A Child in Jail: Stories Shared

Losing a child in any way is a difficult pill to swallow. But when you lose a child to a prison sentence, there will always be a sense of regret – and what might have been had you done something different, or acted in an alternative way. For many parents, this is a difficult reality – and one that they wake up to every day. A feeling of helplessness – certainly not enviable. Now nineteen parents have revealed through popular confessions app Whisper how they are coping, with some interesting results. Read on for more.


Empty beds are commonplace in this situation


A few themes are common in their responses – admittedly most are negative, however there are some pragmatic individuals who see some positives in the incarceration of their children. Unfortunately, one theme which is almost entirely consistent is drugs – they clearly tear families apart when one becomes addicted to them. This is another suggestion as to why not to involve yourself in this area. Drugs, when used for medical purposes, have the potential to do incredible things. But they certainly have a dark side, as many have found out to their cost.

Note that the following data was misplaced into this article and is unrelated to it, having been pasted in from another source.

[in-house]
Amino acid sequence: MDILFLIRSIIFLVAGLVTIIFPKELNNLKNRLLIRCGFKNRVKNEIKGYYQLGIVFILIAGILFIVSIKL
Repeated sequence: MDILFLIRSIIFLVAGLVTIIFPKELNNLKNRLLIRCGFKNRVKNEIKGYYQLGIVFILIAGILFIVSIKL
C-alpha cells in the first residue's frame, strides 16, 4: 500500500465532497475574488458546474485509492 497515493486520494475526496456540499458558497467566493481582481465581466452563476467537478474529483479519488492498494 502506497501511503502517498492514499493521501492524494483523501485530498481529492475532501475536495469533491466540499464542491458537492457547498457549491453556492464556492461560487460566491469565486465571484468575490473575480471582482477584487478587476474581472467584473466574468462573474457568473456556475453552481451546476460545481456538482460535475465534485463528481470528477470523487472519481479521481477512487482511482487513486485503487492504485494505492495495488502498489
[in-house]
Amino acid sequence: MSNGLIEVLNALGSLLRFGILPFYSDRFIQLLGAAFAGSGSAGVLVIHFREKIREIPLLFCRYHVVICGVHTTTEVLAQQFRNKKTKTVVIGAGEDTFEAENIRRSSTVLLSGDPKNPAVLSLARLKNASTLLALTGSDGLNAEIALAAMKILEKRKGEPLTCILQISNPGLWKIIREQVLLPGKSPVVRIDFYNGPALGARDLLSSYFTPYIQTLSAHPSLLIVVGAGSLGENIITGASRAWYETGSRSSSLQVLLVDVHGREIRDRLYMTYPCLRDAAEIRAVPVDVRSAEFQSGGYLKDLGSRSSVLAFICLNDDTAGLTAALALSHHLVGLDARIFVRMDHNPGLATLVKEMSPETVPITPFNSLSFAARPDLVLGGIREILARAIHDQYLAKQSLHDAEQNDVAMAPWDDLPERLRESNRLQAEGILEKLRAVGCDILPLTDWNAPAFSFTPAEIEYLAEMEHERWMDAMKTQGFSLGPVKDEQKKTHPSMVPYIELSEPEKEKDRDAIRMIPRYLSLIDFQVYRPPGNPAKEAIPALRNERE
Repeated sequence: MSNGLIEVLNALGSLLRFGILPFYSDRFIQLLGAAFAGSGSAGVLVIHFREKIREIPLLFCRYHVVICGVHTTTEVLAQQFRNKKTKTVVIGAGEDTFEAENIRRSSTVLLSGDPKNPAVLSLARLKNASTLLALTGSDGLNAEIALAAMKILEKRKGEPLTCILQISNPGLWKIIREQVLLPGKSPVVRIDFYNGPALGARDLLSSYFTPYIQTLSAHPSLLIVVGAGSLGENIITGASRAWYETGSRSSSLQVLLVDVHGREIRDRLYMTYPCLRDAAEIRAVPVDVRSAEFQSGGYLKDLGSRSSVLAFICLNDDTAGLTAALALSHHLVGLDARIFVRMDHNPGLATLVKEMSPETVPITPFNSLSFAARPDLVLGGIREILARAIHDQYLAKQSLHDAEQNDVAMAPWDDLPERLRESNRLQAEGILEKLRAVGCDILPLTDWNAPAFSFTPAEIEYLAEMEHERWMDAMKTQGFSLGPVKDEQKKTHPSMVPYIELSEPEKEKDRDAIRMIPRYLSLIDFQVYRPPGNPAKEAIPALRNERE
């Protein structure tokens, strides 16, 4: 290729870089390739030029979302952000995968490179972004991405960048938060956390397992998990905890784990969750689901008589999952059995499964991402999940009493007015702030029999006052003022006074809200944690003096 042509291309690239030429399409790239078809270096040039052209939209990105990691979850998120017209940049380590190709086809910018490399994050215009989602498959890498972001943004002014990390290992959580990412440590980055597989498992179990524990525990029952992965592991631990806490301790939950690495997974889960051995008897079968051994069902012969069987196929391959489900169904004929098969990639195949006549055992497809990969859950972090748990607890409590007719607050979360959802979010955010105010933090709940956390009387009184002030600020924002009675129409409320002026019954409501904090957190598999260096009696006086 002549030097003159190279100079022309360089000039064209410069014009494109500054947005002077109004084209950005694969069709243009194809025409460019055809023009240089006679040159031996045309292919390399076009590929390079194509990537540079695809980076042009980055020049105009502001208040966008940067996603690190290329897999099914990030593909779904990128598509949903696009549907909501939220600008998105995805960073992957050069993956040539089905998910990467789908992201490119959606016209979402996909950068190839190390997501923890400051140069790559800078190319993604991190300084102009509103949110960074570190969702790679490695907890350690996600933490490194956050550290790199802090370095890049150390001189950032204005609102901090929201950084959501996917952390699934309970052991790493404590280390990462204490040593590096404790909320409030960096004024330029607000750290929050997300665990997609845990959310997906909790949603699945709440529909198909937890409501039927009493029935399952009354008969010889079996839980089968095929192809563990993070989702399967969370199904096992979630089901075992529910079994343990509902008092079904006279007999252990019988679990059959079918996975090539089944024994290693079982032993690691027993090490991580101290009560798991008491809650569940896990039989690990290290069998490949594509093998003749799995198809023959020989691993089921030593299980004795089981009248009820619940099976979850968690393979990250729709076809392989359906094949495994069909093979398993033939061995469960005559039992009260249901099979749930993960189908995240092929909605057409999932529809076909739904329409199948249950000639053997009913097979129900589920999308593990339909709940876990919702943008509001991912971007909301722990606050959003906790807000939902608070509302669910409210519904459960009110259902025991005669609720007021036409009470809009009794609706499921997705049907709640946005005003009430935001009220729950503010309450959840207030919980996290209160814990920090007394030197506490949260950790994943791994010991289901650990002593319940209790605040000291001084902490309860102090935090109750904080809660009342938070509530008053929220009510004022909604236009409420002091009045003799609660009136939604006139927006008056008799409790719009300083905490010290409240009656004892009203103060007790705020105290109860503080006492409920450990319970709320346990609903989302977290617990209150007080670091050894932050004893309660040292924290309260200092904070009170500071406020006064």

One parent tells of how they lie to friends about the whereabouts of their child – so they don’t need to explain what happened. Others shoulder the blame – one suggesting it was their fault for ‘not raising him better’. ‘Heart-broken’ and feeling let down are also common themes described by parents. One describes of how their child doesn’t write to them, despite their predicament. As expected, many describe how they miss their child – surely any would in this situation. Not knowing if their child is safe in prison is also a potential issue.




However, as mentioned, some look on it positively. Some see it as a chance for their family member to learn their lesson. With many being unreliable – one parent says that they’re pleased that at least they know the person is safe. The most positive reveal comes from one parent, who has admirably decided to raise their grandchild; Clearly wracked with guilt over their child’s incarceration, they say it is an opportunity to ‘finally get it right’. It is especially important for grandchildren to be looked after – so that hopefully they can avoid imprisonment in their life.




Reading these responses can be harrowing. It is something that no one wants to experience in their life, yet it is a harsh reality for many. One area of solace to take from this is that when the child leaves jail, it is highly likely that time will be appreciated more. Sadly, it is so often the case that something is only appreciated when it is taken away from you.





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